An Instagram fitness model who was left paralyzed from the neck down after falling on her head while doing an inverted sit-up has credited prayer and her Christian faith as major factors in her "miraculous" recovery.
Marcelle Mancuso, 23, a fitness model from Brazil, broke a vertebrae after slipping off a bench while performing the abdominal exercise on a gym bench in January of 2016.
"It was just another normal day of training," the law graduate told SWNS. "I went to perform the abdominal inverted sit up, and was upside down. I was attached to the equipment with a strap, which broke and the personal trainer could not hold me. I hit the back of my head on the floor, and immediately lost all body movements with the blow."
"I lost all the movements from the neck down when I hit my head on the floor," she recalled. "I could move my eyes. I had to keep calm and began to pray."
After being rushed to the hospital, Mancuso was told she had broken the fifth vertebrae in the neck section of her spine, knocked another one out of place, and squashed a third, compressing her spinal cord.
Doctors performed emergency surgery and fitted her with a titanium plate held by six screws into her spine, but warned her she may never regain feeling in her arms and legs.
"My diagnosis was tetraplegia — no movement in my arms or legs. The doctors did not know if I would walk again or if I would stay on a bed forever," she said.
However, just three days after undergoing surgery, Mancuso was able to wiggle her fingers and toes. In a week she could stand up with help, a month after the accident she took her first steps with a walking frame, and three months after the accident, she was able to walk on her own.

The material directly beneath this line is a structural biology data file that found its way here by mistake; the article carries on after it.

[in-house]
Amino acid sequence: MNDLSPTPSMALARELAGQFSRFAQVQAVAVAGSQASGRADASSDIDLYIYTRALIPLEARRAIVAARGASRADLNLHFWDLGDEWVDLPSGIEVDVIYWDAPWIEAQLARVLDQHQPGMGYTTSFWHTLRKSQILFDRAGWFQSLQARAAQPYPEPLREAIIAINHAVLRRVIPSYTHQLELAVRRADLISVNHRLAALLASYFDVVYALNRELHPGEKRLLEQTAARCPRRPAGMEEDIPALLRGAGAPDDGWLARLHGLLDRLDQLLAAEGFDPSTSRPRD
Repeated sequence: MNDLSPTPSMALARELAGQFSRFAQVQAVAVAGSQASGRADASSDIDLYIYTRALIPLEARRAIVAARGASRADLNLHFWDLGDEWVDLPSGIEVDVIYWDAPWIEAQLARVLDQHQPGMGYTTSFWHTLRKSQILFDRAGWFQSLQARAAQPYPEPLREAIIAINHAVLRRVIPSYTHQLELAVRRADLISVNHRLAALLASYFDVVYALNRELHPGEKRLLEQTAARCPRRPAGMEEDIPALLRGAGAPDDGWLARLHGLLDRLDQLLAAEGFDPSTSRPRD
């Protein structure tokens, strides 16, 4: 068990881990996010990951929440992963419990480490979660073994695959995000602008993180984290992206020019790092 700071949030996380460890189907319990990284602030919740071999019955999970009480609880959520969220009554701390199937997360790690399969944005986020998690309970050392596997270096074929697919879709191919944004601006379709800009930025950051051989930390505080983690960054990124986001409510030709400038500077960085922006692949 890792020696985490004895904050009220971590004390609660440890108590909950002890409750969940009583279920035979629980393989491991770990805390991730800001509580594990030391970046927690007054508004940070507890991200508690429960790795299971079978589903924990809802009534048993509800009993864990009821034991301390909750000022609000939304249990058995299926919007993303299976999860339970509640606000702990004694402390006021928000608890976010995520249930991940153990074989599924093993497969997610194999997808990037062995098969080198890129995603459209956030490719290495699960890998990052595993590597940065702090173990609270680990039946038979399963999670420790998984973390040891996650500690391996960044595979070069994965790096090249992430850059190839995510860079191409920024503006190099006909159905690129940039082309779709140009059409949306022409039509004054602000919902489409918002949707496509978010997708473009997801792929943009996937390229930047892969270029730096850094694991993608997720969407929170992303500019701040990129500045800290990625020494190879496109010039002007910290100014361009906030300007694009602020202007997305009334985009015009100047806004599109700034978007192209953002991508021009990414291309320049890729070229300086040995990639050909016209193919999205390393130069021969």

"After four months I started to improve my leg strength and five months after the accident I stopped having fainting and dizziness while walking," she said. "After six months I managed to walk and my legs did not sway any more."
Doctors, she said, were astounded by her swift recovery.
"I was willing to fight until the last minute. Gradually my movement came back. The doctors were surprised by my recovery," she said. "One day when I was in the doctor's office thanking the doctor who operated on me, he said: 'Do not thank me, thank the guy from the top. This is his work' — meaning God."
Today, Mancuso is more active than ever. She's quick to credit the power of prayer and her staunch faith for her miraculous recovery.
"I was afraid, but my faith always spoke louder and I thanked God for being alive," she said. "My parents were desperate with fear of losing me but I was always very determined."
She added, "It sometimes feels like it was a nightmare I have woken up from. I have a normal life today and thank God all the time for it! I learned to value the simplest things in life, such as getting out of bed and being able to brush my teeth without the help."
Based on her experience, Mancuso said she wants to encourage others to live their lives to the fullest.
"I want to help and inspire so many people who are going through difficult times," she said. "While you're alive, you have a chance. Life can be incredible from various perspectives, it just depends on us and the love we carry in our hearts."
She's also once again active on Instagram, regularly posting photos of her fitness routines to her thousands of followers.
On Jan. 9 — the two year anniversary of regaining her ability to walk — Mancuso posted a video in which she runs, jogs, and performs other exercises.
"Today, it's my 2 year anniversary after crash!" she captioned the video, thanking "God, family, friends, and strangers" for their support.
"More than learning to walk, I learned to thank! Always be grateful and HAPPY, for what you have and for who you are! Do good and want good. This victory is ours!"
According to statistics, approximately 1.7 percent of the U.S. population lives with some form of paralysis, defined by the study as a central nervous system disorder resulting in difficulty or inability to move the upper or lower extremities.
The leading cause of paralysis was stroke (33.7 percent), followed by spinal cord injury (27.3 percent) and multiple sclerosis (18.6 percent).